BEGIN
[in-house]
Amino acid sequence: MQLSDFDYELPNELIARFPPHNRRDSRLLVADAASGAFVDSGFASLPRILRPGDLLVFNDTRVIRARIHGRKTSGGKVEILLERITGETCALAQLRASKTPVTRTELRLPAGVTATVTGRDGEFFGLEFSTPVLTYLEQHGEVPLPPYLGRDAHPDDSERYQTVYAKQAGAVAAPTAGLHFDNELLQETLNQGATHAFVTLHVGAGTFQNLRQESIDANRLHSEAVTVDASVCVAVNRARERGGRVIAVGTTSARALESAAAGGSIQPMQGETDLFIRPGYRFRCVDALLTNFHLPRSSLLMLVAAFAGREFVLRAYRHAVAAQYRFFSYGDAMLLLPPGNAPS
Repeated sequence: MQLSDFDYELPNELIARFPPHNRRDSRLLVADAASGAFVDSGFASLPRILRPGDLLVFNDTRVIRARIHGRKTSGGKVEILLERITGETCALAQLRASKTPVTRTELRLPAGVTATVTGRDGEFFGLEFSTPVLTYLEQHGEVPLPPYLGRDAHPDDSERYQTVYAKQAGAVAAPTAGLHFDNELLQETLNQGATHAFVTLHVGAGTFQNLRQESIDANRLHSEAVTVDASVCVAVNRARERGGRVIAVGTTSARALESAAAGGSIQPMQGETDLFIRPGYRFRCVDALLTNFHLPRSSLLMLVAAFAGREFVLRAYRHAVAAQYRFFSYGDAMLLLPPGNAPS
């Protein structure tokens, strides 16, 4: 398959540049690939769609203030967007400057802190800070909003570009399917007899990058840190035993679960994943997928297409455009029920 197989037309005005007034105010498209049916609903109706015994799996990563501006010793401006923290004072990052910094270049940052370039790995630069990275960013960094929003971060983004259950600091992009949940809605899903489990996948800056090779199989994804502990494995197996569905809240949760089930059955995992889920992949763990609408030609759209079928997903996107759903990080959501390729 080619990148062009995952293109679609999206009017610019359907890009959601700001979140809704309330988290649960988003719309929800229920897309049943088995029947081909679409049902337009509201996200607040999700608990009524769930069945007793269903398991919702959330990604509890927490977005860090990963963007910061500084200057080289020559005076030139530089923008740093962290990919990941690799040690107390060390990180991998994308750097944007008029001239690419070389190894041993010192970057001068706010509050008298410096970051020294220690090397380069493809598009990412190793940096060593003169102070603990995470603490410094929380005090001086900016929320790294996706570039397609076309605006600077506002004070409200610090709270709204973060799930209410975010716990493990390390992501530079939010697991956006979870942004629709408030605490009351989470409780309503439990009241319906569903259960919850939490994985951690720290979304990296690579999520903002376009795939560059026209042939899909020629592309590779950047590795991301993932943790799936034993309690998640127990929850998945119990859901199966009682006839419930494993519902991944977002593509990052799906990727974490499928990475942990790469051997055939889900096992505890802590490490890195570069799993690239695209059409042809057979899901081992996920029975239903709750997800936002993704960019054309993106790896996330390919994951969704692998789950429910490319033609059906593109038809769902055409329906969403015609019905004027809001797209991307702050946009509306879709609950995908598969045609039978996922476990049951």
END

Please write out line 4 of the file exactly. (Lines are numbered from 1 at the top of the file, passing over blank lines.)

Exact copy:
């Protein structure tokens, strides 16, 4: 398959540049690939769609203030967007400057802190800070909003570009399917007899990058840190035993679960994943997928297409455009029920 197989037309005005007034105010498209049916609903109706015994799996990563501006010793401006923290004072990052910094270049940052370039790995630069990275960013960094929003971060983004259950600091992009949940809605899903489990996948800056090779199989994804502990494995197996569905809240949760089930059955995992889920992949763990609408030609759209079928997903996107759903990080959501390729 080619990148062009995952293109679609999206009017610019359907890009959601700001979140809704309330988290649960988003719309929800229920897309049943088995029947081909679409049902337009509201996200607040999700608990009524769930069945007793269903398991919702959330990604509890927490977005860090990963963007910061500084200057080289020559005076030139530089923008740093962290990919990941690799040690107390060390990180991998994308750097944007008029001239690419070389190894041993010192970057001068706010509050008298410096970051020294220690090397380069493809598009990412190793940096060593003169102070603990995470603490410094929380005090001086900016929320790294996706570039397609076309605006600077506002004070409200610090709270709204973060799930209410975010716990493990390390992501530079939010697991956006979870942004629709408030605490009351989470409780309503439990009241319906569903259960919850939490994985951690720290979304990296690579999520903002376009795939560059026209042939899909020629592309590779950047590795991301993932943790799936034993309690998640127990929850998945119990859901199966009682006839419930494993519902991944977002593509990052799906990727974490499928990475942990790469051997055939889900096992505890802590490490890195570069799993690239695209059409042809057979899901081992996920029975239903709750997800936002993704960019054309993106790896996330390919994951969704692998789950429910490319033609059906593109038809769902055409329906969403015609019905004027809001797209991307702050946009509306879709609950995908598969045609039978996922476990049951």